Oncology Nurses’ Role in Addressing Ageism

By Stephanie DeMeyer, MA, Elaine S. DeMeyer, RN, MSN, AOCN®, BMTCN® - March 10, 2023

Ageism is social discrimination based on age, most commonly affecting older adults. It can impact patient health outcomes, including physical, mental, social, and financial aspects. As the number of older adults with cancer rapidly increases, oncology nurses must be aware of ageism by starting with their personal and workplace biases.

What Is Ageism?

Ageism refers to stereotypes, prejudice, or discriminatory behaviors toward someone because of their age. This term often refers to older adults, but ageism also can be against other groups. Consider the following examples from the employment sphere:

  • 67-year-old Angela was passed over for a promotion because her manager assumed the new role would be too fast-paced and she wouldn’t be able to keep up.
  • In team meetings, 22-year-old Jim’s boss Mina continually directs questions about his work project to his older coworker because she assumes Jim isn’t experienced enough to know the answers.

Unfortunately, ageism in health care is a common, well documented problem present in numerous studies. Health care professionals frequently assume older patients are unwilling to receive treatment and are demanding, helpless, or offensive. Providers may only present certain options to older people or recommend less aggressive treatments because of their age. They may consider this a more compassionate choice, even if it results in a lower quality of life or a shortened lifespan. Conversely, younger patients may be presented with overly aggressive treatment options because they are “still young,” disregarding their goals and wishes.

Below are some more common examples of ageism in health care:

  1. Physicians may dismiss a treatable pathology as “part of the natural aging process.”
  2. Older adults are often underrepresented in clinical trials.
  3. Conditions common with aging, such as fatigue, pain, cognitive impairment, and depression, may be undiagnosed and/or undertreated.

What Are Some Strategies to Combat Ageism in Oncology?

As the population of older patients with cancer increases, combining gerontology principles into oncology settings is necessary. An entire discipline of geriatric oncology, or “gero-oncology,” emerged more than 4 decades ago. Several organizations, cancer advocacy groups, and regulatory agencies are focusing on expanding the body of knowledge, education, and clinical practice guidelines to include recommendations specific to older adults. For example, the National Comprehensive Cancer Network® (NCCN) has clinical practice guidelines for older adults. These guidelines provide expert consensus and evidence on various topics, from shared decision-making with older adults, treatment considerations, and managing common side effects to comprehensive geriatric assessment.

A significant barrier to treating older patients is ageism in clinical trials. People aged 65 years or older only represent approximately 40% of clinical trials participation, with only 4% being 80 years or older. In an analysis of 302 clinical trials, participants were, on average, 6.5 years younger than the age of healthy population counterparts. Just as pediatric trials are plentiful, there must be initiatives to address age disparities to improve health equity.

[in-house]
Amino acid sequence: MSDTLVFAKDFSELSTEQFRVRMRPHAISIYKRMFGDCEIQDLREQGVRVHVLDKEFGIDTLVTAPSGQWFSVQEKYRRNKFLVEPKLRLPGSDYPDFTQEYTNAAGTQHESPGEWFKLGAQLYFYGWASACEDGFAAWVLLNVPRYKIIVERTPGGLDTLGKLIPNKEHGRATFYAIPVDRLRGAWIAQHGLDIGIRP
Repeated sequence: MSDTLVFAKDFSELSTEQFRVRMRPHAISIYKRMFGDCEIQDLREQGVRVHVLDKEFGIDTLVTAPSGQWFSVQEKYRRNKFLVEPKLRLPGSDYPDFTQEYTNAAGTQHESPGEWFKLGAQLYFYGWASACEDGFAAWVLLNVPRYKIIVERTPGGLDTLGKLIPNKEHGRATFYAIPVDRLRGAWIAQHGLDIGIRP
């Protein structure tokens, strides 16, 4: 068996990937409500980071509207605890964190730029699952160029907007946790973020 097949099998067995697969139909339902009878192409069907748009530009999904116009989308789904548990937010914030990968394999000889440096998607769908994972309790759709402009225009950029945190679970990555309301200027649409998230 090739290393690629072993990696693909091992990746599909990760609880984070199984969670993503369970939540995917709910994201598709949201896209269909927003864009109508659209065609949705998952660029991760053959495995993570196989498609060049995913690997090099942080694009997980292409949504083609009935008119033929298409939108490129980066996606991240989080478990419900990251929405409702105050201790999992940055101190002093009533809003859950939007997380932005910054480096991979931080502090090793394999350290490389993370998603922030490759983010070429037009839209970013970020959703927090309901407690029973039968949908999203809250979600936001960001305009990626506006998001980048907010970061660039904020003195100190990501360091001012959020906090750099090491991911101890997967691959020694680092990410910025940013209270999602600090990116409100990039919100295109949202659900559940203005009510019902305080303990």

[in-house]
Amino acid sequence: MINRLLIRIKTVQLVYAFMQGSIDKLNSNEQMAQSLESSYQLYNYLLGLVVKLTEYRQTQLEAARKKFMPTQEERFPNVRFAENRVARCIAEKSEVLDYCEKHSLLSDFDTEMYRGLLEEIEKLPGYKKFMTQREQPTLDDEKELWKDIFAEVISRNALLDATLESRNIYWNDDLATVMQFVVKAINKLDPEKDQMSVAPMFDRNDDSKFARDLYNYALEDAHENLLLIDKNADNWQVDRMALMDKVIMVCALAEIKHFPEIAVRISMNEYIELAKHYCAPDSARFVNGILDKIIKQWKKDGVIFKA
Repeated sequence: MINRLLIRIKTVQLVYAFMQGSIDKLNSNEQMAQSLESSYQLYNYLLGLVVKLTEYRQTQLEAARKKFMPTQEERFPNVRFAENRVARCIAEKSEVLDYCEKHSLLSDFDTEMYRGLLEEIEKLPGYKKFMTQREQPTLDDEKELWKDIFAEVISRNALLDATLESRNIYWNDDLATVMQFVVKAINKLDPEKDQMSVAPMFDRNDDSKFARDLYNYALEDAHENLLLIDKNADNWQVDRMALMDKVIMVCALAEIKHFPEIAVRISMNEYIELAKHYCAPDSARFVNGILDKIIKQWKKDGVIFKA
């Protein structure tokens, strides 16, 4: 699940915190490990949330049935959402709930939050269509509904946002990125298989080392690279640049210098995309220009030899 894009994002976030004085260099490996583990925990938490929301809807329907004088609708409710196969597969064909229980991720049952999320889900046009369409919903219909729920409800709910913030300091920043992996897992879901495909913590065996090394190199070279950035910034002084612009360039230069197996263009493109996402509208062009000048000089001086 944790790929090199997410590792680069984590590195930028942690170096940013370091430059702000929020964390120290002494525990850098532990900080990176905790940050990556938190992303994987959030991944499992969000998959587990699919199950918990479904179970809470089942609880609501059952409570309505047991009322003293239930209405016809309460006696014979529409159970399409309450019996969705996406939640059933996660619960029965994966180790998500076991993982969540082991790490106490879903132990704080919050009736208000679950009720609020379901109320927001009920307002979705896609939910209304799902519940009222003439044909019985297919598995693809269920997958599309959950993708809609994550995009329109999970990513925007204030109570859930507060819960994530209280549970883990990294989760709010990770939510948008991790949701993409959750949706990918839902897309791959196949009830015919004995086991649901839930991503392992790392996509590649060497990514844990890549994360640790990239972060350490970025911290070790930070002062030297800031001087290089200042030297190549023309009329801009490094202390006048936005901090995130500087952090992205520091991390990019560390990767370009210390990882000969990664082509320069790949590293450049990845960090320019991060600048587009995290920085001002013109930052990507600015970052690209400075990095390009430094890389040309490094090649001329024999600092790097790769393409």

How Can Oncology Nurses Combat Ageism?

The first strategy to combat any bias is a self-assessment or reflection and then an assessment of potential bias in the workplace.

  1. Recognize Personal Bias. In 1992, the Oncology Nursing Society published its first position paper on cancer and aging. The core of their mandate is for oncology nurses to recognize personal biases toward aging since they have a crucial role in combating ageism. It can be challenging to differentiate ageism from standard clinical procedures. Ask yourself the following questions:
  • How do I view patients from a specific age group?
  • How can I adapt my care based on the age of my patient?

For example, you may assume an older patient has lower health literacy, even if that may not be true. Or you may assume you know an adolescent’s health goals without a discussion with the patient.

  1. Address Workplace Ageism. Although it may be uncomfortable, you must also address instances of ageism observed in the workplace. Ageist jokes or comments are unacceptable and can influence a patient’s perception. As an advocate, it is your responsibility to help your team understand ageism and work to mitigate biases toward different age groups.

Oncology nurses’ attitudes toward older patients can significantly affect the quality of nursing. Although there is more focus on caring for older adults in nursing school, it may not be specific to oncology. Addressing ageism in oncology will require integrating geriatric knowledge into cancer care. All oncology nurses must consider age-specific complications of cancer and its treatment to focus on holistic care when making decisions.


Ageism among physicians, nurses, and social workers: findings from a qualitative study

Why ageism in health care is a growing concern

National Comprehensive Cancer Network

We must end ageism in cancer clinical trials

FDA analysis of enrollment of older adults in clinical trials for cancer drug registration: a 10-year experience by the U.S. Food and Drug Administration

Factors associated with age disparities among cancer clinical trial participants